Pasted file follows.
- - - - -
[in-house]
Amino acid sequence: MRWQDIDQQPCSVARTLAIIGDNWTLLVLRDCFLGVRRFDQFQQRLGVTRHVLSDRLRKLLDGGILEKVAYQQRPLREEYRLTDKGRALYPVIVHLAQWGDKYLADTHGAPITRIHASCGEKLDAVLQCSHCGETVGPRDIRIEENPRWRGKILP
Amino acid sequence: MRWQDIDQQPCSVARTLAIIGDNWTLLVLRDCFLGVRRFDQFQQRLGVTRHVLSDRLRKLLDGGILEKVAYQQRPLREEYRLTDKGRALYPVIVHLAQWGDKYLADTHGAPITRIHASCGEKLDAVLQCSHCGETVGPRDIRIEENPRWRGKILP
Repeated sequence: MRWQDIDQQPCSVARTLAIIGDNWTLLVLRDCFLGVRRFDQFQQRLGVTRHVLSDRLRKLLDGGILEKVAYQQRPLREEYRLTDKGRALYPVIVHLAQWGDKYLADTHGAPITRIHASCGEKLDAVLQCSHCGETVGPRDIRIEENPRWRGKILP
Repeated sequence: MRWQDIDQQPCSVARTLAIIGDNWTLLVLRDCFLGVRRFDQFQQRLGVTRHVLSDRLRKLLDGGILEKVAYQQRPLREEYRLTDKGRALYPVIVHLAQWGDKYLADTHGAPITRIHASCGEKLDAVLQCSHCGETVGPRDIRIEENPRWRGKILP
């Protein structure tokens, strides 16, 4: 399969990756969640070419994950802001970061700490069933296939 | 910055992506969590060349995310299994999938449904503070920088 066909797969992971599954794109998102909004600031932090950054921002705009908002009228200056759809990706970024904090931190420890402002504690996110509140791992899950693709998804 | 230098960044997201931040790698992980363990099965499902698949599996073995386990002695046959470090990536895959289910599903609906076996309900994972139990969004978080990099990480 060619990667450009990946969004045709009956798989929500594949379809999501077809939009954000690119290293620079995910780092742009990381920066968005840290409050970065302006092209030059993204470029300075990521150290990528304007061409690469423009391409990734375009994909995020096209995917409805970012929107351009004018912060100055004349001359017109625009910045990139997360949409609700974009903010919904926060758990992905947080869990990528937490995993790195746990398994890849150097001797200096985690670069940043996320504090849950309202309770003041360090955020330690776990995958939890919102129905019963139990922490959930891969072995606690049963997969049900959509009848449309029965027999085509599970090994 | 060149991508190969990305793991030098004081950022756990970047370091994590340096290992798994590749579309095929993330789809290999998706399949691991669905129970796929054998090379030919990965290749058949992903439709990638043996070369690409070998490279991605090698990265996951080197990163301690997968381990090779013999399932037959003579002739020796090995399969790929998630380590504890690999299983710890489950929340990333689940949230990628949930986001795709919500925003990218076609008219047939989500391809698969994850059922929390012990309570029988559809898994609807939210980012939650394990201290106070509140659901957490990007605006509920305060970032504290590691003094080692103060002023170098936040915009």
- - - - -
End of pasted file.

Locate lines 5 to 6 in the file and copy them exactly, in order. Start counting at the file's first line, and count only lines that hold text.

Repeated sequence: MRWQDIDQQPCSVARTLAIIGDNWTLLVLRDCFLGVRRFDQFQQRLGVTRHVLSDRLRKLLDGGILEKVAYQQRPLREEYRLTDKGRALYPVIVHLAQWGDKYLADTHGAPITRIHASCGEKLDAVLQCSHCGETVGPRDIRIEENPRWRGKILP
């Protein structure tokens, strides 16, 4: 399969990756969640070419994950802001970061700490069933296939 | 910055992506969590060349995310299994999938449904503070920088 066909797969992971599954794109998102909004600031932090950054921002705009908002009228200056759809990706970024904090931190420890402002504690996110509140791992899950693709998804 | 230098960044997201931040790698992980363990099965499902698949599996073995386990002695046959470090990536895959289910599903609906076996309900994972139990969004978080990099990480 060619990667450009990946969004045709009956798989929500594949379809999501077809939009954000690119290293620079995910780092742009990381920066968005840290409050970065302006092209030059993204470029300075990521150290990528304007061409690469423009391409990734375009994909995020096209995917409805970012929107351009004018912060100055004349001359017109625009910045990139997360949409609700974009903010919904926060758990992905947080869990990528937490995993790195746990398994890849150097001797200096985690670069940043996320504090849950309202309770003041360090955020330690776990995958939890919102129905019963139990922490959930891969072995606690049963997969049900959509009848449309029965027999085509599970090994 | 060149991508190969990305793991030098004081950022756990970047370091994590340096290992798994590749579309095929993330789809290999998706399949691991669905129970796929054998090379030919990965290749058949992903439709990638043996070369690409070998490279991605090698990265996951080197990163301690997968381990090779013999399932037959003579002739020796090995399969790929998630380590504890690999299983710890489950929340990333689940949230990628949930986001795709919500925003990218076609008219047939989500391809698969994850059922929390012990309570029988559809898994609807939210980012939650394990201290106070509140659901957490990007605006509920305060970032504290590691003094080692103060002023170098936040915009």